Ø Cooking at high temperature leads to destruction of nutrients and formation of harmful substances
Ø Steaming, pressure cooking,baking,stir frying,roasting,grilling is better than frying
Ø Do not soak the cut vegetables in water for long time
Ø Do not discard the excess water left over after cooking
Ø Cook food in vessels covered with lids
Ø Avoid aluminum vessels and use iron tavas as it increases iron content in food.
Ø Do not heat the left over oil repeatedly as it leads to formation of toxic substances.
Ø One must refrigerate fruits and vegetables until they are to be used. Enzymes in food start destroying the vitamins once the fruit or vegetable is picked. Chilling slows this process.
Ø Avoid cutting fruits and vegetables into very small pieces. The greater the surface area, the more is the destruction of vitamins due to its exposure to air and surroundings.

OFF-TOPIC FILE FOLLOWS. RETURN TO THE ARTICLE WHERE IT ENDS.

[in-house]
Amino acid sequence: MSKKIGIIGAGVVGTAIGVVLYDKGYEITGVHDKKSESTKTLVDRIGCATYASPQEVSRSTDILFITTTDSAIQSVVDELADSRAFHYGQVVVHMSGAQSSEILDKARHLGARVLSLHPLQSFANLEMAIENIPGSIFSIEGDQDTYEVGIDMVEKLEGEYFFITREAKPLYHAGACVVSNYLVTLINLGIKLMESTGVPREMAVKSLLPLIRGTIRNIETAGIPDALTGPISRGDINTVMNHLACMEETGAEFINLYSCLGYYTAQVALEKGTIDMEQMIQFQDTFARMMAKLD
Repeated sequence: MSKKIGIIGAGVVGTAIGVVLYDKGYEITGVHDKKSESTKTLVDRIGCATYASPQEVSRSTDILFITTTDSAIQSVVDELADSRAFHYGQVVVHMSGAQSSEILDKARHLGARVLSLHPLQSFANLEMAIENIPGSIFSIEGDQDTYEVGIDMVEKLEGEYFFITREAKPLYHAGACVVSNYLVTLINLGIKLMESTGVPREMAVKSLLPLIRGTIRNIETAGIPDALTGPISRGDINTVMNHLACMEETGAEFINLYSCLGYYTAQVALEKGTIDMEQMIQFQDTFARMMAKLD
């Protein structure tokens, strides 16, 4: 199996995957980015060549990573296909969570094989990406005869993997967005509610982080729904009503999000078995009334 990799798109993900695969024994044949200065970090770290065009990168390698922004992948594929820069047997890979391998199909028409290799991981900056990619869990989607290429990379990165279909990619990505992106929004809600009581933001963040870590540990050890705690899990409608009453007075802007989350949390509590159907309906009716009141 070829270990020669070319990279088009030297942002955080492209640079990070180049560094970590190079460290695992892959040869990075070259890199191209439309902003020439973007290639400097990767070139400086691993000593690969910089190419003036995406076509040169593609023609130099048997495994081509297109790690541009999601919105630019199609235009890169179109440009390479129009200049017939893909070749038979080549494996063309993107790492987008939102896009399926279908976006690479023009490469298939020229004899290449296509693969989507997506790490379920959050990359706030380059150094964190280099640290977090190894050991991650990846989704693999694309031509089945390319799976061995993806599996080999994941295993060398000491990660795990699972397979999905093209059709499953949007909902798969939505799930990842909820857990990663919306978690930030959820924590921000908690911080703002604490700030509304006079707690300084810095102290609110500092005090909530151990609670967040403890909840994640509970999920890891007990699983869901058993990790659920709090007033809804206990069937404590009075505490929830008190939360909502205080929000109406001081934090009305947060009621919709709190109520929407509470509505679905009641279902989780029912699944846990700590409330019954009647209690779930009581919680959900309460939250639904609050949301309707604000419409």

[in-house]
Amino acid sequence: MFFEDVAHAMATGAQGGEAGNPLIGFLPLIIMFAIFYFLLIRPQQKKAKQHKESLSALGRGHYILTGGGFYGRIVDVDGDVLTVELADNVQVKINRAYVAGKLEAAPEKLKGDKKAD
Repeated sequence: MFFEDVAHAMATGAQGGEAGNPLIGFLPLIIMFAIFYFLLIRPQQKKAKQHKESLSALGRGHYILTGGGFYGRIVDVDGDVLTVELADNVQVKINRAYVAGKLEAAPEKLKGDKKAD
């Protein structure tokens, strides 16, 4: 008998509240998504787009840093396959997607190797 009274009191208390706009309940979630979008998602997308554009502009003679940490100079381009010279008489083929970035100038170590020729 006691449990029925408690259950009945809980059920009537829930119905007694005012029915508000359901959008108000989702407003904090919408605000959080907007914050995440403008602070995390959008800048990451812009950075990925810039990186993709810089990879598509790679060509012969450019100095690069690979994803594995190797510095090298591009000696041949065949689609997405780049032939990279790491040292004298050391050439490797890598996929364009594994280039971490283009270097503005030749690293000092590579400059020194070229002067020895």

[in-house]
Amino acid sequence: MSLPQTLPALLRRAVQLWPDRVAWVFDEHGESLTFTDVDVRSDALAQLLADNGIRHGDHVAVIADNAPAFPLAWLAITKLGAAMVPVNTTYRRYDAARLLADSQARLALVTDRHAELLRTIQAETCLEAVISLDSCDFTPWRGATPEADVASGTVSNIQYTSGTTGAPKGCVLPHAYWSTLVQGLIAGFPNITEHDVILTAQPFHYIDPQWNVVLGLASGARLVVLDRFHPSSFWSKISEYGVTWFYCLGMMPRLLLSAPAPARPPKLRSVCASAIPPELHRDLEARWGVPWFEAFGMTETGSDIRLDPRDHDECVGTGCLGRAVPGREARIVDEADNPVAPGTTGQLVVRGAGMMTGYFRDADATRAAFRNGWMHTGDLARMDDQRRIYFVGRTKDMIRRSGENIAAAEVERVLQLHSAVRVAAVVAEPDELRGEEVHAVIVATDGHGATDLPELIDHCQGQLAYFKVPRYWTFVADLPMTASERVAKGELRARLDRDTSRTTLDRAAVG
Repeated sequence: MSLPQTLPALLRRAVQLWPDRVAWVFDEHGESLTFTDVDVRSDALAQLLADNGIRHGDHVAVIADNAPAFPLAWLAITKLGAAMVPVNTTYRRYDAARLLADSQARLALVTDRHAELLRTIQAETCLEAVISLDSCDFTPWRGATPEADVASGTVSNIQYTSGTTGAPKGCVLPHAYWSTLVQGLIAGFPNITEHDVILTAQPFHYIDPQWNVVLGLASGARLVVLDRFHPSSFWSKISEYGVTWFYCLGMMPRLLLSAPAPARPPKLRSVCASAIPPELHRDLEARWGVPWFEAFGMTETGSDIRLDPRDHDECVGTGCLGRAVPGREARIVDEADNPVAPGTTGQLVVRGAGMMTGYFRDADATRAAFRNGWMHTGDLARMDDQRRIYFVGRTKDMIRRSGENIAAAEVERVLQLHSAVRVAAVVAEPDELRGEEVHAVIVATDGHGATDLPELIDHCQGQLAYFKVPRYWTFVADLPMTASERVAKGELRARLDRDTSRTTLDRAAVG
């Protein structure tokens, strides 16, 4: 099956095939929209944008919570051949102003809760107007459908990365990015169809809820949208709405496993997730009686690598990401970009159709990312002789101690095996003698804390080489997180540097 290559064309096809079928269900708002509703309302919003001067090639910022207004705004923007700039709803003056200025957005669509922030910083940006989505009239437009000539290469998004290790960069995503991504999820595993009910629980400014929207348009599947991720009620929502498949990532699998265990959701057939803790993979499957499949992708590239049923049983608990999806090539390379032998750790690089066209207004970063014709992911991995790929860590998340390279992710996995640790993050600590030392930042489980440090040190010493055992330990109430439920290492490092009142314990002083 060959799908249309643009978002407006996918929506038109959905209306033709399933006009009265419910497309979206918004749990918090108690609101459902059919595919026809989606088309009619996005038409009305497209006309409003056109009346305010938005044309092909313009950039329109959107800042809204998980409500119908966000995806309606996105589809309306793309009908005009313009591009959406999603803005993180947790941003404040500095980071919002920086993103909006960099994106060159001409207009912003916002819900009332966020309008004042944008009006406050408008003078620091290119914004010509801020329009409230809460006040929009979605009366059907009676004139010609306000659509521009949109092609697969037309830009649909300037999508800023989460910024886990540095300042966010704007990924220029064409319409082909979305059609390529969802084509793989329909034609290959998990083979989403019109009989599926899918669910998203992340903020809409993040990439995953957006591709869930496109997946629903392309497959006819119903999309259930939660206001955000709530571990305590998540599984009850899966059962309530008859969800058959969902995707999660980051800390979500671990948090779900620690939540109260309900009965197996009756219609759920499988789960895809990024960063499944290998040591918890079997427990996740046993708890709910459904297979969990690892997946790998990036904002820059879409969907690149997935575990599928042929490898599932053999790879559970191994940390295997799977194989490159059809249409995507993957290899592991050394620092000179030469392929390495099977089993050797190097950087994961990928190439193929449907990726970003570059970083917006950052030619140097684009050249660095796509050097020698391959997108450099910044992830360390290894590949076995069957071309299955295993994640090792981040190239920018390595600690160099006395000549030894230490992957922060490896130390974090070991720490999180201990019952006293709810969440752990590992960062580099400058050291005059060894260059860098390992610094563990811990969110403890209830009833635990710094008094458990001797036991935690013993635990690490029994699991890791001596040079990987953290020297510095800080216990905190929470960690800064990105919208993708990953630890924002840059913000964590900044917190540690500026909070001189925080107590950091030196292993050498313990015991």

Ø It is a common practice to throw outer leaves of lettuce and other greens. They should be preserved if they are not damaged and decayed. This is because these are higher in vitamins and minerals than the inner tender leaves or stems. The skins of potatoes and carrots are also higher in vitamins and minerals than their central part. So, one must scrub, or peel them thinly at best.
Ø The lesser the contact with water and shorter the cooking time, the more nutrients are retained. Whenever possible, use a pressure cooker as it helps to shorten the cooking time, thereby preserving more nutrients.
Ø It’s a myth that throwing away the water from rice after cooking helps in weight management rather this results in losing most of the vitamin B. Choose parboiled rice or brown rice over polished rice.
Ø Do not add baking soda to vegetables while cooking to enhance green color. The alkalinity destroys vitamin C, Vit B and other vitamins.
Ø Keep milk cold, covered, and away from strong light. Vit B 3 is lost when exposed to ultraviolet light.
Ø Nuts, seeds and oils should be stored in cool and dark containers to avoid rancidity and loss of vitamins.